Five members of the Judiciary see the housing law as "coherent" and accuse the majority of "exceeding limits"


Five of the six members of the General Council of the Judiciary (CGPJ) in office who, this Thursday, refused to sign a report critical of the Bill for the Right to Housing have signed a private vote in which they describe as "coherent and coordinated” the regulation of “the most essential aspects of housing policies” proposed by the Government and accuse the majority of the plenary session of exceeding its function with “political or economic considerations that do not correspond to it”. The text is signed by members Álvaro Cuesta, Clara Martínez de Careaga, Rafael Mozo, Concepción Sáez and Pilar Sepúlveda. They all belong to the progressive sector.

Moncloa tries to placate the differences in the coalition on Ukraine and the housing law

Moncloa tries to placate the differences in the coalition on Ukraine and the housing law

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By fifteen votes in favor and six against, the plenary session of the institution approved this Thursday an opinion that warns of the alleged invasion of regional powers and object to measures such as price intervention. A report that, according to the five dissenting members, incurs in an "excess of the traditional content of the reports of this CGPJ". In his opinion, the majority of the plenary carried out a "forced and unconstructive interference" in aspects of the draft that are "absolutely available to the legislator" and used "a priori and exaggeratedly critical judgments of intentions" that they describe as "improper ” of its institutional role.

In addition to making these considerations, the particular vote accepts the postulates of a first draft of the report prepared by the Technical Office of the CGPJ under the supervision of the progressive member Álvaro Cuesta and that, in general terms, endorsed the Government's text. that proposal was rejected two weeks ago by the same 15 members who this Thursday signed the definitively approved report.

The dissenting text not only refers to general issues, but also speaks about specific issues of the new regulation such as the limitation of the rental price in the so-called stressed areas. Thus, it defends that the regulation proposed by the Government in this regard neither makes the right to property “unrecognizable” “nor does it deny its “economic utility” and does not entail “disproportionate and excessive burdens”. And he insists that it is "within the canons contemplated by the constitutional doctrine and the ECHR."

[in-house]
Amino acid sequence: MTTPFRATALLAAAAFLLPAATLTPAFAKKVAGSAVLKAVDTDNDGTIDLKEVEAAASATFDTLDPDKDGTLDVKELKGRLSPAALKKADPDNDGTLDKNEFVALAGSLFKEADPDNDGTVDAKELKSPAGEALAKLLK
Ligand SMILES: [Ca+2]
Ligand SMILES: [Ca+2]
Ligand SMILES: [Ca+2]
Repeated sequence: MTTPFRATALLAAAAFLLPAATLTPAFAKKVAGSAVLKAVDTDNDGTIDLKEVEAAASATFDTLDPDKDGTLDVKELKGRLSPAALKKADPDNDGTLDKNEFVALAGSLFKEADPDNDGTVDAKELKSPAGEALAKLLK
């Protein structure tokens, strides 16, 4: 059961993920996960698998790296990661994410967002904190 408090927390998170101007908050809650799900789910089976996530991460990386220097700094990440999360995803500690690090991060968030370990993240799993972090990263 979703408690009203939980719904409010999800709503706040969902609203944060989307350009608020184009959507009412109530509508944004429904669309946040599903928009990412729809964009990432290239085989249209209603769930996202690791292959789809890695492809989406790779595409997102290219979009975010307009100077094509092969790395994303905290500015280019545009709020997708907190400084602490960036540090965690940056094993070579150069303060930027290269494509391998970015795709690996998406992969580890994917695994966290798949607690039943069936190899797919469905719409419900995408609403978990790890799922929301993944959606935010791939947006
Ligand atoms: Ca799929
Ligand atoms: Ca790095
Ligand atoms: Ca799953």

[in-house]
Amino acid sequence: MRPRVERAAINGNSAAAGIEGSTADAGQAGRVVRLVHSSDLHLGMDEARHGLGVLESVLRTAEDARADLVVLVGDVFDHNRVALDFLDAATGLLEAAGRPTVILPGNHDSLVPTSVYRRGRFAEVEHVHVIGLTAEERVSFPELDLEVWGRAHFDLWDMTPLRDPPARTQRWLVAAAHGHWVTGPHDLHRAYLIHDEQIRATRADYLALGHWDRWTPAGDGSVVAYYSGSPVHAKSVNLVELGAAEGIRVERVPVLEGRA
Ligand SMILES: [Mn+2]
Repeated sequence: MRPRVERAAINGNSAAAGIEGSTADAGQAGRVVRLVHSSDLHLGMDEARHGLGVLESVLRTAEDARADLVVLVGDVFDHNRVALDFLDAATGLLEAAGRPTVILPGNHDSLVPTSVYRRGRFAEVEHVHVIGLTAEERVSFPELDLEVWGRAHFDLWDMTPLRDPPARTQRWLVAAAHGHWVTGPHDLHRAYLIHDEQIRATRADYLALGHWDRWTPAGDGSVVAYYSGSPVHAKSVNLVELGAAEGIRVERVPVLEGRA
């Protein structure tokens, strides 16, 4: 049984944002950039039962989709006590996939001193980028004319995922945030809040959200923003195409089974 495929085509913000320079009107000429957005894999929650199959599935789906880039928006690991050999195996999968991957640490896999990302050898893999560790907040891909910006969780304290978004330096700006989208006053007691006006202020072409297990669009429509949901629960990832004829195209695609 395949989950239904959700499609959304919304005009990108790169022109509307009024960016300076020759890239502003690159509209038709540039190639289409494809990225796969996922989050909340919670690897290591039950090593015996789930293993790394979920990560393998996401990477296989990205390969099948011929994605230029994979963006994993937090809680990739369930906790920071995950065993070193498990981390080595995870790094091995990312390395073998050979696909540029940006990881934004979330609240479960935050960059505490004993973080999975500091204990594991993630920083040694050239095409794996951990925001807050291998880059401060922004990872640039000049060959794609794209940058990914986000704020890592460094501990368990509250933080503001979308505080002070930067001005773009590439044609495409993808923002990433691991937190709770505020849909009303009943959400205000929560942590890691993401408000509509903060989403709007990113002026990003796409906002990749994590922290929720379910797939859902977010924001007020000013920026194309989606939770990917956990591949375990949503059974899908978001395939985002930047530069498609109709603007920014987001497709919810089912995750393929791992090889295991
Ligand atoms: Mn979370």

On the contrary, the final report qualifies as "cumbersome" the article that allows capping certain rents and questions that the "patrimonial burden" of this measure does not fall on the Public Administrations, but on "private landlords" who are not "sufficiently compensated with the tax incentives” provided for in the standard. In addition, he affirms that the "regulatory complexity" of this measure can lead to "not a few judicial procedures" and criticizes that "perhaps it is not adequate" its "generalization and maintenance" when the pandemic ends.

Similar objections are made by the report to the provision that introduces improvements in the regulation of the eviction procedure in situations of vulnerability. Thus, the speakers affirm that both this measure and the one that allows limiting prices in stressed areas lack "sufficient justification" and an evaluation of the "social benefits and inconveniences that can be derived from them". The dissenting members, however, understand the bill introduces "important improvements" in the regulation of vulnerable evictions.

The particular vote, of 107 pages, also refutes the critics of the report to the supposed invasion of autonomic competitions of the text of the Executive. Thus, he recalls that "in no case" does the draft "disregard or deny the tenor" of the article of the Constitution that underlines that the autonomies "may assume powers" in matters of "territorial planning, urban planning and housing" and insists that this “it does not leave them shielded before the State, which also has its “obligations” in this matter. The majority report goes so far as to speak of "expropriation of regional regulation by the state legislator" and predicts a situation of great legal insecurity as it is difficult to determine which rule will apply when they do not agree with each other.

Despite having its mandate expired for more than three years, the CGPJ maintains among its functions the preparation of reports on bills and other provisions. Although it is mandatory, the conclusions of this opinion are not binding for the Executive, which is determined to take its text to the Council of Ministers next Tuesday without modifying any essential aspect. In this way, the parliamentary processing of a regulation to which the partners committed themselves a year ago after a tense negotiation can finally begin.



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